What comes to mind when you think of working at a start up? Hard work, long hours, tons of perks including travel bonuses worth thousands of dollars, onsite fitness centers, office nap rooms, ping pong tables, and three free meals a day…
Start up life in Ghana has the hard work and long hours, but unfortunately not as many perks. Still, there are benefits to working for a company building from the ground up, and it is an experience I would recommend for everyone, having myself worked in a start up for 2 years. Just be sure to know what you’re getting into!
Characteristics of start ups
- Flat organogram
- Non-traditional work environment – less bureaucracy so things get done faster, probably no Human Resources department or personnel
- Relatively less structure – Usually few job description and employment contracts
- Opportunity to climb up the ladder quickly – Due to the flat organizational structure and the small employee size, it’s easier to further your career and take on more responsibilities. Unfortunately this doesn’t always come with an official promotion and salary/benefits increase. Whatever the case, be sure to push for official promotions to boost your resume and credibility.
- Opportunity to learn a little about a lot in a relatively short period of time – It often feels as if start ups are figuratively just throwing things at the wall hoping something sticks. If you work at a start up, chances are as the company attempts to diversify, you’ll be put on (willingly and unwillingly) various project teams. This is a great experience if you’re someone that likes every work day to be different and can stay focused while working on different tasks.
- Opportunity to grow your professional network – Due to the relatively flat organizational structure of start ups, it’s highly likely you will attend more than one high level meeting, hopefully along with a high level executive such as your CEO or CTO. I say hopefully because sometimes you might end up having to go it alone because of factors such as scheduling conflicts. Whether you’re alone or with your superior, it’s important to make connections with the people you meet and also to make a great impression on them. They could turn out to be a mentor, potential employer, potential client (if you start your own business or move onto another start up) or someone you just hit up for advice.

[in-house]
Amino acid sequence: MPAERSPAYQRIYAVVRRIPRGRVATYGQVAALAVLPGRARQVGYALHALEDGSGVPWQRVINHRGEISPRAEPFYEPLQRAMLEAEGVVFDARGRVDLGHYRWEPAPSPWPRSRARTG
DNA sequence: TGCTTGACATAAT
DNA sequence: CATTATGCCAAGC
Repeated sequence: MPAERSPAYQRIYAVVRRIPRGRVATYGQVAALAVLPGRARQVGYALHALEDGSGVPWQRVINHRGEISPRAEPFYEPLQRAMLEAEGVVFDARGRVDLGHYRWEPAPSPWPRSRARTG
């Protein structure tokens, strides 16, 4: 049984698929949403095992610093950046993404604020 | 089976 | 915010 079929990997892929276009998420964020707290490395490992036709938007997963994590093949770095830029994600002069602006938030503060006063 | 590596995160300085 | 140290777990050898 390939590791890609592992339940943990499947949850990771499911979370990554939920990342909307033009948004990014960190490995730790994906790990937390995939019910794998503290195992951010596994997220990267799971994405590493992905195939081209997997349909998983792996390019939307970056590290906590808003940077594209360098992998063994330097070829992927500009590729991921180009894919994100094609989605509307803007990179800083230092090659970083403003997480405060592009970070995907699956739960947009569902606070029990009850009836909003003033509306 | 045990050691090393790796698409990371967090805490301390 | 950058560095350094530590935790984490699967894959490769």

- Opportunity to have your ideas listened to and to make a real impact – Again, the flat organizational structure is great because there aren’t many steps to personally contact a high level executive or the project lead. If you’re someone that is motivated by having their ideas implemented, or is demotivated when they feel like they are not making a difference at the work place, you will definitely fit right in at a start up.
- Opportunity to earn good money quickly; but there’s a ceiling – Most start ups don’t have formal benefits and pay structures. Whereas in a larger company, there might be 6 salary tiers based on position and level experience, these tiers are usually somewhat compressed in start ups, because there are much fewer team members. However, this means you’re likely to hit your start up’s salary ceiling quicker, meaning you could end up being underpaid down the line because the fact that your CEO earns less than the industry average (whatever that is) might come back to bite you.
Look out for my next post on the cons of working at a start up!
By Guest Hacker Regina Quaye
Regina works in Customer Relations for an Agric start up based in Accra. She aspires to own and run her own multinational cosmetics line.